[If voluntariness is in issue, add the following darker shaded section.]

In determining whether the accused’s actions were reckless, you may only take into account his/her voluntary actions – actions which were committed consciously and deliberately. This is because the law says that a person cannot be held criminally responsible for actions which s/he committed involuntarily. [2]

In this case, the prosecution argued that each of these aspects of "recklessness" have been met. [Insert prosecution arguments and/or evidence]. The defence denied this, contending [insert defence arguments and/or evidence].

It is only if you are satisfied, beyond reasonable doubt, that NOA was aware of a substantial risk that death or really serious injury may result from his/her driving, and s/he consciously and unjustifiably disregarded that risk, that this second element will be met.

Gross Negligence

[If it is alleged that the accused was grossly negligent, add the following shaded section.]

A person drives with "gross negligence" if his/her driving falls greatly short of the standard of care a reasonable person would have exercised, and involved a high risk that death or serious injury would result. [3]

This requires you to compare NOA’s conduct with the "standard of care" that a reasonable person would have exercised in the circumstances. Precisely what that standard would have been is for you to decide, taking into account all of the circumstances in which NOA drove, such as [describe relevant factors, such as visibility, lighting, other cars and road markings].

This is an objective test. That means that the prosecution does not need to establish that NOA intended to cause death or serious injury or that s/he realised that his/her conduct was negligent. What matters is what a reasonable person in his/her situation would have known and done.

For this element to be met, you must find that the reasonable person in the accused’s situation would have realised that his/her driving created a high risk of death or serious injury.

In making your determination, you should consider the reasonable person to be the same age as the accused, to have any specialised knowledge and experience the accused had, and to be of ordinary strength of mind. In particular, [describe characteristics of the accused that are relevant to the reasonable person, including training and experience].

[If there are qualities of the accused that are not relevant, add the darker shaded section below.]

However, the reasonable person is not [describe any adverse traits of the accused that are irrelevant, such as intoxication, concussion or carelessness].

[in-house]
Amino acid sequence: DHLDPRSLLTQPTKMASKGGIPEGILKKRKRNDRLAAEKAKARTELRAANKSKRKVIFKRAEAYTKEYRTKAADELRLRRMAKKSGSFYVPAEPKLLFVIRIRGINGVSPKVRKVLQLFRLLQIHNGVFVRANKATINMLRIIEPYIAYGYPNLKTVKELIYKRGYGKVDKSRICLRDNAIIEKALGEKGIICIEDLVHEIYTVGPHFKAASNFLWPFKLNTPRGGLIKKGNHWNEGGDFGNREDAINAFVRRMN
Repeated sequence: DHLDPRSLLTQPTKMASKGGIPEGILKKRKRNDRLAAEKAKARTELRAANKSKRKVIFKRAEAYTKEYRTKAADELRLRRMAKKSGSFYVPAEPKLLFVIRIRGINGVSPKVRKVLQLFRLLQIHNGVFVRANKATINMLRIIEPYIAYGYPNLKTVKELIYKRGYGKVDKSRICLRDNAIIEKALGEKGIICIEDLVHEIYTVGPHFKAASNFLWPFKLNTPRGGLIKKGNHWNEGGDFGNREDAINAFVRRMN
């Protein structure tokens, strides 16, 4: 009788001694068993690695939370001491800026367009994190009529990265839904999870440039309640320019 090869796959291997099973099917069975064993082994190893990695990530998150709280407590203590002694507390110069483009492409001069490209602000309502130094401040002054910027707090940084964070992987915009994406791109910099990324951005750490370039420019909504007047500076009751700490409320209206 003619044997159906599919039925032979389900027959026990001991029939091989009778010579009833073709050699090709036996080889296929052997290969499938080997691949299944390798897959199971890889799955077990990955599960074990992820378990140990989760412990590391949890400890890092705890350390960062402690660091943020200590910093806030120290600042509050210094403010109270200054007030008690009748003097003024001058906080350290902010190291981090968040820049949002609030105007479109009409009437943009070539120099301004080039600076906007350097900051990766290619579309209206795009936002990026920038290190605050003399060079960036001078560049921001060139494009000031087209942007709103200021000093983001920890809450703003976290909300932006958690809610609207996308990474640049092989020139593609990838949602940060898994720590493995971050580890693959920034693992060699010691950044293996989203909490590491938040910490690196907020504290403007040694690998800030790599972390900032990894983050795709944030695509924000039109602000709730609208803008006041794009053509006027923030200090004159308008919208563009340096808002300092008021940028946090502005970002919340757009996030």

In considering this question, remember that people do not always act perfectly. Even the most careful person can occasionally lose attention for a moment, or make minor mistakes. This offence is not concerned with minor breaches of the expected standard of care, even if they result in someone being hurt. While that might establish negligence in a civil case, it is not sufficient to establish guilt in a criminal case. For a person to be guilty of negligently causing serious injury, more is required – NOA’s conduct must have involved a great falling short of the standard of care required and there must have been a high risk that death or serious injury would result. To emphasise the standard required, a substantial departure from the standard of care a reasonable person would exercise may not be enough. There must be a high degree of negligence, involving a great departure from the standard of care required, to constitute gross negligence.

[If the driver’s speed is in issue, add the following darker shaded section.]

While the speed at which a person drives will be relevant to your decision, it will not be conclusive. It is just one factor to take into account. This is because it is possible for the accused to have driven above the speed limit, but not to have driven with gross negligence in the circumstances. Similarly, it is possible for the accused to have driven within the speed limit, but to have nevertheless driven with gross negligence.

[If voluntariness is in issue, add the following darker shaded section.]

In determining whether the accused’s actions were grossly negligent, you may only take into account his/her voluntary actions. This is because the law says that a person cannot be held criminally responsible for actions which s/he committed involuntarily.

In this case, you have heard evidence that NOA fell asleep while driving, and that the collision occurred while s/he was sleeping.[4] Obviously, a person is not acting voluntarily when s/he is sleeping. You therefore cannot find that NOA was grossly negligent due to the way s/he drove whilst asleep.

However, that does not mean that you must acquit him/her if you find that s/he was asleep at the time of the collision. This second element will be satisfied if the prosecution can prove, beyond reasonable doubt, that the accused drove in a grossly negligent fashion before falling asleep, when his/her actions were voluntary.